The different streams of developments in the Baltic Sea Region since 1989 can together be characterized as a 'telescoped modernization' process. The countries in the Eastern part of the Baltic Sea Region have aimed at realizing within decades what lasted centuries in the Western part of the region. So, not only is a process of democratization taking place, but also processes of economic transition to market type economies, of political identity and nation building, even in some cases also of state formation, and human rights development. The aims of the seminar is to clarify the nature and contents of each of these central concepts and processes and to analyze their specific interrelationships. The form of the seminar will be a combination of lectures, student presentation, and discussions of litterature, project papers etc.

Required readings:

  • Dahl, Robert A.: On democracy, New Haven & London: Yale University Press, 1998
  • Pridham, Geoffrey: The dynamics of democratization. A comparative approach, London & New York: Continuum, 2000
  • Linz, Juan & Alfred Stepan: Problems of democratic transition and consolidation. Southern Europe, South America, and post-communist Europe, Baltimore: Johns Hopkins University Press, 1996 (selected chapters)
  • Järve, Priit: "Ethnic Democracy and Estonia: Application of Smootha's Model". ECMI Working Paper, No 00/7, 2000
  • Aarebrot, Frank & Terje Knutsen (eds): Politics and Citizenship on the Eastern Baltic Seaboard. The Structuring of Democratic Politics from North-West Russia to Poland, Kristiansand: Høyskoleforlaget, 2000 (selected chapters)
  • Storey, Hugo: "Human Rights and the New Europe: Experience and Experiment", in: Political Studies (1995), XLIII, pp. 131-151
  • Beetham, David, Democracy and Human Rights, Cambridge: Polity Press, 1999 (selected chapters)


Advanced Seminar (HS): Regional Security Policy (5 SP)
Prof. Zaneta Ozolina and Mindaugas Jurkynas

Aim of the course is to study basic concepts of regional security and apply them to analysis of the Baltic Sea region. Particular attention will be paid to NATO and EU enlargement process that is going to have significant impact on security situation and security arrangements in the region.

Required readings:

  • Buzan, Barry (1991) People. Sates and Fear. Hemel Hempstead: Harvester/Wheatsheaf and New York. - pp. 57-230.

  • Bonvicini, Gianni, Vaahtoranta, Tapani and Wolfgang Wessels (eds) (2000) The Northern EU. National Views on the Emerging Security Dimension. Helsinki, Berlin: UPI&IEP.

Advanced Seminar (HS): Regional Economic Transformation Processes (5 SP)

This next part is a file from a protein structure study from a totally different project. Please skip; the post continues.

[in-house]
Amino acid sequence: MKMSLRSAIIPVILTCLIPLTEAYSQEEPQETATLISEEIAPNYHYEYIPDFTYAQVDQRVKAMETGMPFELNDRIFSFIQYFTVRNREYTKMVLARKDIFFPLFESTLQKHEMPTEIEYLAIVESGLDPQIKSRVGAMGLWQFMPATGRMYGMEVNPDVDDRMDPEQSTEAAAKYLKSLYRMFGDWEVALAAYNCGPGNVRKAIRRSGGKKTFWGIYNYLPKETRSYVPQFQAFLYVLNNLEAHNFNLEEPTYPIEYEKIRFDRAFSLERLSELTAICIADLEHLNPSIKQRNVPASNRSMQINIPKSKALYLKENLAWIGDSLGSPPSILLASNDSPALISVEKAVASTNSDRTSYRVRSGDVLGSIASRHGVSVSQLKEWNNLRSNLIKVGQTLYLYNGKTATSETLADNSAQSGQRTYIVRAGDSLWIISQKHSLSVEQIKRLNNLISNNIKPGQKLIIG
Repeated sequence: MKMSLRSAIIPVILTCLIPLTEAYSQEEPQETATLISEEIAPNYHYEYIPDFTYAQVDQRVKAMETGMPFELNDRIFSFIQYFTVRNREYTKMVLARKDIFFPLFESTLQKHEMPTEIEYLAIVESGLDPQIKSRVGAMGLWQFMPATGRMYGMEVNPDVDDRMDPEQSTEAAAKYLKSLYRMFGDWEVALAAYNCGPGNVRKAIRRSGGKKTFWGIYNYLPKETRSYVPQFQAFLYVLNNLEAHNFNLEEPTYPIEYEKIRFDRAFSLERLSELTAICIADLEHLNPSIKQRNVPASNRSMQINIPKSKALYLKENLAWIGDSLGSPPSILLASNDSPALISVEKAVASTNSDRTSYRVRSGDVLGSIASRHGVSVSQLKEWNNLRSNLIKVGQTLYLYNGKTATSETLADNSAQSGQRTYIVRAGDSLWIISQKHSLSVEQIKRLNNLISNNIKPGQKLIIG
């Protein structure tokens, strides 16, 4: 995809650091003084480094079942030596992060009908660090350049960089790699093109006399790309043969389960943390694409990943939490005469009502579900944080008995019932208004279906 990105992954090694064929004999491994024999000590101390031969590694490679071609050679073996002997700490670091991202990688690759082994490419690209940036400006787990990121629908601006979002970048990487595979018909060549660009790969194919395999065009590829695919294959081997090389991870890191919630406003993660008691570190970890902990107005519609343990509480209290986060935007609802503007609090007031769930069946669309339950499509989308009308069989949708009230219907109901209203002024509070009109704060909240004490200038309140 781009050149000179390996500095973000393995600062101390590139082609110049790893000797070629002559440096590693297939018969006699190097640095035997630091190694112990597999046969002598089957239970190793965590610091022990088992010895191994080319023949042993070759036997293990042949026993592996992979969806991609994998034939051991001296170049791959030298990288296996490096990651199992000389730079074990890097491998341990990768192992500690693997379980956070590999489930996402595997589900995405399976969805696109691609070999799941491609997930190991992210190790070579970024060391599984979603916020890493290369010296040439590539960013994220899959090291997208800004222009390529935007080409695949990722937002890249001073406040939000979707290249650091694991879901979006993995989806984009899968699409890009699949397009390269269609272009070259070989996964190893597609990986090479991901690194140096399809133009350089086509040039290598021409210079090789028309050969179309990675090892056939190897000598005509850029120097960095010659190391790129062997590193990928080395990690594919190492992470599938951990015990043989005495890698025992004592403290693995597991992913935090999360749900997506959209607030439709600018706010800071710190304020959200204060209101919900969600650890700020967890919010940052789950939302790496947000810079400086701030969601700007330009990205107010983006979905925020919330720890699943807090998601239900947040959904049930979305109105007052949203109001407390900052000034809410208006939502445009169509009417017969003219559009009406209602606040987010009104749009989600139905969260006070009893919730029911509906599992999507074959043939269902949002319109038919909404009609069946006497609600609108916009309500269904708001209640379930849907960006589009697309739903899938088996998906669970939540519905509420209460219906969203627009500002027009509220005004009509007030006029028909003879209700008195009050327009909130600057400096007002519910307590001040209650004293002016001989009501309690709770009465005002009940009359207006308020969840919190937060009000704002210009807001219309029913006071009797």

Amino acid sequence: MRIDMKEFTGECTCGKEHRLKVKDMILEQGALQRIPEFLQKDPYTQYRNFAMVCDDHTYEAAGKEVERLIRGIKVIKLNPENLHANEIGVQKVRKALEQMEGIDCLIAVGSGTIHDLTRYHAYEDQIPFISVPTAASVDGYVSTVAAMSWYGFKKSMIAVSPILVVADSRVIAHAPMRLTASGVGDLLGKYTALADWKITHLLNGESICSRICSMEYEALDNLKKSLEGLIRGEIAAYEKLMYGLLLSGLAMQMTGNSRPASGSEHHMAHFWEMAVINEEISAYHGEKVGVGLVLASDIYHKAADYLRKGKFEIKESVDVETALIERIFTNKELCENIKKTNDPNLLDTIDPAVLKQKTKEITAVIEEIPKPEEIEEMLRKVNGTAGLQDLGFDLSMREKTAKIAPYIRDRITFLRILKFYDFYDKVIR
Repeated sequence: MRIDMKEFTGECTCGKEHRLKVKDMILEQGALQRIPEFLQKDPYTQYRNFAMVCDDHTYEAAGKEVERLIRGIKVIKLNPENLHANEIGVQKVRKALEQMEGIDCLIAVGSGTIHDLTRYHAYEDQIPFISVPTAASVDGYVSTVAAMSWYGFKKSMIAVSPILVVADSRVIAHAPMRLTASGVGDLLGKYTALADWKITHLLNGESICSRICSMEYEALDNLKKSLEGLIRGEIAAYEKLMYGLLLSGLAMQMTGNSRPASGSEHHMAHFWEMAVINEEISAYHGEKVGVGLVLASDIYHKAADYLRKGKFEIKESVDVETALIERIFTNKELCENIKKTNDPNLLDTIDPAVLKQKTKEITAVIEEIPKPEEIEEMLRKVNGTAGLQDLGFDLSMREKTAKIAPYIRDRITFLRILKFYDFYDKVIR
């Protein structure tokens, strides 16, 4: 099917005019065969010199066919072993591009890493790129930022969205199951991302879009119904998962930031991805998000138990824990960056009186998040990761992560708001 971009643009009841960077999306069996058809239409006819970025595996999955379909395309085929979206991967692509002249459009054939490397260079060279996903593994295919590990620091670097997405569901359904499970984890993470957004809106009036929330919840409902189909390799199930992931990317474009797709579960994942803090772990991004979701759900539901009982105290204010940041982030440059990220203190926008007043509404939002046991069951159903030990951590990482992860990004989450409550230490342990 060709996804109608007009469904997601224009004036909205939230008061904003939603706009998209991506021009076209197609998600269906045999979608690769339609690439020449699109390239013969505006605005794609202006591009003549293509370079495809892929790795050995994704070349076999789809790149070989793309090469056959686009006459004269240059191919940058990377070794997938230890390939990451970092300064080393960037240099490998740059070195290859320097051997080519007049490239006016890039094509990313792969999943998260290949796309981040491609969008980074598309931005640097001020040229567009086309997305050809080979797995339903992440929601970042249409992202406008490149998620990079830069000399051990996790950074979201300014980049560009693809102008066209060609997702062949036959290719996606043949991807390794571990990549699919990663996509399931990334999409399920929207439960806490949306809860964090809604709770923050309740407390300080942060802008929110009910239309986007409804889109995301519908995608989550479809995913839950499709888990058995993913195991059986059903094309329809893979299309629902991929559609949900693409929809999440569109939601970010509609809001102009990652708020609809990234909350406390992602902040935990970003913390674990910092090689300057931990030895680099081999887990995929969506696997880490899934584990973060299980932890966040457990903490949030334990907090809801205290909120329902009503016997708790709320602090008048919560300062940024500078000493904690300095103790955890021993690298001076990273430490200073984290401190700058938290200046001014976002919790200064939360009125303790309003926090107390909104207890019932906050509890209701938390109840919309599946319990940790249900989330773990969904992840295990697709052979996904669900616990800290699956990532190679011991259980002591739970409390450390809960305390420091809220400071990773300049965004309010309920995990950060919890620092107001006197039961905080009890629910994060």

Prof. Lise Lyck and Dr. Volker Nitsch

The transition process in Eastern Europe and the Former Soviet Union has been much more difficult than what was expected at the start of the process. A deeper understanding of the different elements of transition and the barriers for transition is necessary to understand the current situation and the prospects for the economies in the final stages of transition and their accession to EU membership. During the course we will compare the situation and development in the Baltic countries with the transition process in other parts of Eastern Europe. What are the possible scenarios for the coming years and for the long run? These perspectives will be analyzed both in relation to the development of institutions at the macro-level and the development of markets and restructuring at the enterprise-level.

Main focus from Dr. Nitsch:

  • Aspects of regional integration (What are the effects of regional integration on trade and growth?)
  • On the economics of monetary unions (When should countries share a common currency? What are the effects?)
  • Economic geography aspects of economic integration (Will integration lead to a relocation of economic activities?)
  • Recent developments in transition economics

Main focus from Prof. Lyck:

  • Economic and statistical portraits of each of the Baltic countries and an outline of the structure and economy in the Baltic regions.
  • Economic structure and development in each of the Baltic countries in relation to EU Aquis Communitaire
  • Free movement of goods, labor and capital and consequences
  • Foreign trade and foreign direct investments
  • The Baltic countries and the Nordic countries - a comparative perspective
    - a partnership perspective
    - a regional perspective

Required Readings:

  • Any good international economics textbook such as Krugman and Obstfeld "International Economics"
  • European Economy, Enlargement Papers no. 10, October 2002 http://europa.eu.int/comm/economy_finance. Pages 4 - 12, pages 49 - 57, pages 70 - 90
  • Nordic Statistical Yearbook, The Baltic Sea Region Yesterday, Today and Tomorrow - Main Spatial Trends. Pages 1 - 215
  • Baltic Economies, Bimonthly Review, no. 1, 2003: Estonia
  • The Economist Intelligence Unit: Country Report Estonia
  • The Economist Intelligence Unit: Country Report Latvia
  • The Economist Intelligence Unit: Country Report Lithuania
  • The Economist Intelligence Unit: Country Report Lithuania Update